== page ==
Tuesday, March 25, 2008
Monday, March 24, 2008
a. May 7, May 8 for Triage
b. May 14, May 15 for Medical Operations
c. June 4, June 5 for Scenarios
d. June 8 for final exercise
You may come to any of the CERT 32 and 33 classes at the Fairfax Academy as a refresher if you’d like. Remember, you must refresh every calendar year in order to stay active. You can refresh performing any one of the following:
a. Attending an auditing single class currently being held.
b. Attending any single refresher class in the fall.
c. Being an actor/victim for a single class.
Friday, March 21, 2008
Floods are one of the most common hazards in the United States. Flood effects can be local, impacting a neighborhood or community, or very large, affecting entire river basins and multiple states.
FEMA and the National Oceanic and Atmospheric Administration's National Weather Service encourages citizens to know their flood hazards. National Flood Safety Awareness Week is intended to highlight some of the many ways floods can occur, the hazards associated with floods, and what you can do to save life and property.
For more information, please visit www.weather.gov/floodsafety/.
Thursday, March 20, 2008
Also, we talk a lot in the beginning about the importance of the "customization" of your gear. If you have some products that you swear by (say, a great pair of safety goggles or kneepads), please leave a comment and a link or two attached to this posting so we can pass it on to our newest class members.
Sunday, March 16, 2008
Thursday, March 13, 2008
Several local training and volunteer opportunties have been posted on the Citizen Corps Council blog.
We hope to see other CERT members at the free one-day Mass Care and Shelter Operations training in April.
And for those interested in operation centers, you might want to check out the Disaster Duty Officer volunteer opportunity.
Monday, March 3, 2008
Virginia Department of Emergency Management
10501 Trade Court, Richmond, VA 23236
CONTACT: Bob Spieldenner (804) 897-6510
FOR RELEASE AT WILL - March 3, 2008
Tornado Drills Save Lives in Virginia RICHMOND, VA -- The recent tornadoes in Tennessee and Alabama show how important it is that everyone knows what to do during a tornado warning. Virginians will have a chance to practice tornado safety during the statewide tornado drill on March 18. Last year in Virginia, more than 210,000 people reported performing their own drills during the annual statewide tornado drill.
-- Tornado Preparedness Day is March 18 --
"We've seen the damage a tornado can cause with little or no warning," said Michael Cline, state coordinator of emergency management. "There is no doubt in my mind that these drills save lives every year."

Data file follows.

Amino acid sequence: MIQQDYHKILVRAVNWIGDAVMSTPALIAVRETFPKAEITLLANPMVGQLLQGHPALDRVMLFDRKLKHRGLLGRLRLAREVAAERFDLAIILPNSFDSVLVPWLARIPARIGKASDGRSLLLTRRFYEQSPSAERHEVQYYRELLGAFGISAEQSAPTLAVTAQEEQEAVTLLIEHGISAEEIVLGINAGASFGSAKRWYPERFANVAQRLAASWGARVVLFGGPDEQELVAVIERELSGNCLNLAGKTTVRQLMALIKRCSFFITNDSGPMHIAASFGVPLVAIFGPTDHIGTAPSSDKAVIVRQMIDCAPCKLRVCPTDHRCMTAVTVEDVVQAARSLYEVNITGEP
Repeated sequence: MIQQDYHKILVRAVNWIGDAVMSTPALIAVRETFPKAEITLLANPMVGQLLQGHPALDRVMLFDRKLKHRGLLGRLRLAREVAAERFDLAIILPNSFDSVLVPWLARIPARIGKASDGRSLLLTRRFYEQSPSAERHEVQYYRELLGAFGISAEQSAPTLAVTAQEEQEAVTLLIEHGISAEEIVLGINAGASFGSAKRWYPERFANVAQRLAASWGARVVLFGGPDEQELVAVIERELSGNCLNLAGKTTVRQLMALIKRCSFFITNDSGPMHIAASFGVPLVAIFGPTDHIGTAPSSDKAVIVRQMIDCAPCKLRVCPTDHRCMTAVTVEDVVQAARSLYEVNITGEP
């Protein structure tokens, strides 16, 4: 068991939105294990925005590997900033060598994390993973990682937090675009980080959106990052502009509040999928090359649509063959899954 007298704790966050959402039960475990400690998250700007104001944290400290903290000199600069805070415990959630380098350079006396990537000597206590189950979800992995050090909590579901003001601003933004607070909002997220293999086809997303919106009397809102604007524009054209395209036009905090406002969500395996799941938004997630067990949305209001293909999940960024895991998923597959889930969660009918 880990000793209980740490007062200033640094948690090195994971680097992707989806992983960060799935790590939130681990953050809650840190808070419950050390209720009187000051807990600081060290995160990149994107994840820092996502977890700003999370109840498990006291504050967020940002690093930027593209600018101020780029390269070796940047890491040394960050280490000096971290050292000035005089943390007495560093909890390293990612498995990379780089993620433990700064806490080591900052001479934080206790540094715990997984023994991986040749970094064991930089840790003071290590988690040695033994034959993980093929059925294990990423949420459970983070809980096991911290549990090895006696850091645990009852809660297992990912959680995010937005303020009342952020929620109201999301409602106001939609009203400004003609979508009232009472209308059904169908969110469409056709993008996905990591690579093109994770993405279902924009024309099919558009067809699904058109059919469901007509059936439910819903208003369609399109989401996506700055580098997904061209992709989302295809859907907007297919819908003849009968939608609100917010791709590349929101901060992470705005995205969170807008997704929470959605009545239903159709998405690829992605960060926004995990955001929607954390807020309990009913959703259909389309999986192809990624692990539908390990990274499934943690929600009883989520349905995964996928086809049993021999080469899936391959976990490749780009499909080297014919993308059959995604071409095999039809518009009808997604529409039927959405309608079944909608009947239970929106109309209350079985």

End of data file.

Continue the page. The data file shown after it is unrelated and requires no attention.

Unlike hurricane season, there is no such thing as a "tornado season," and no part of the Commonwealth is safe from experiencing a tornado. Tornadoes have struck in every part of Virginia in every month of the year.
"Planning where to go and what to do at a moment's notice is the most important thing people can do to prepare for a tornado," said Bill Sammler, warning coordination meteorologist for the National Weather Service. "Receiving warnings via NOAA Weather Radio can give you the life-saving time you need to get to safe shelter, or reach a safe place in your home, school or business."
In 2006, the National Oceanographic and Atmospheric Administration distributed approximately 80,000 weather alert radios to public schools across the country. Homes and businesses should also purchase their own radios, which transmit NWS severe weather watches and warnings automatically, 24 hours a day.
"If you are asleep or don't happen to have a television or radio turned on when a severe weather warning is issued, weather alert radios are always on and ready to sound an alarm," said Cline. "It is the most effective way to monitor severe weather watches and warnings at any time of day."
VDEM and NWS recommend designating a tornado shelter in an interior room on the lowest level of the building, away from windows. A basement is best, but if there is no basement, choose an interior bathroom, closet or other enclosed space on the lowest level of the building as possible. Tell everyone where the designated shelter is.
To conduct a drill at home or work:
- Announce the start of the drill.
- Participants should act as though a tornado warning has been issued for the immediate area or a tornado has been sighted nearby. They should move as quickly as possible to the designated tornado shelter.
- Once people reach safe areas they should crouch as low as possible to the floor, facing down, and cover their heads with their hands.
- Once everyone has reached safe shelter, announce that the tornado has passed and the drill is over.
After the drill, perform an assessment. Determine whether the shelter you chose was large enough for everyone, easy to get to and uncluttered. Remember that tornadoes strike at all hours, and you might not have the benefit of being fully awake when a tornado warning comes.
Virginians should also know how to survive a tornado when they are not at home, school or work. Those caught outside during a tornado should find sturdy shelter and, if there is none, lie flat in the lowest spot possible (such as a ditch). Those in a car or mobile home should leave it immediately and find sturdy shelter or lie flat in the lowest depression in the ground. Those in large enclosures like a mall or auditorium should seek shelter elsewhere in the building, such as a restroom or interior hallway.
To date, schools and state and local government have registered nearly 100,000 participants in the statewide tornado drill, March 18 at 9:45 a.m. Families and businesses are also encouraged to visit www.vaemergency.com to register and learn more about tornado safety. �
your volunteer PIO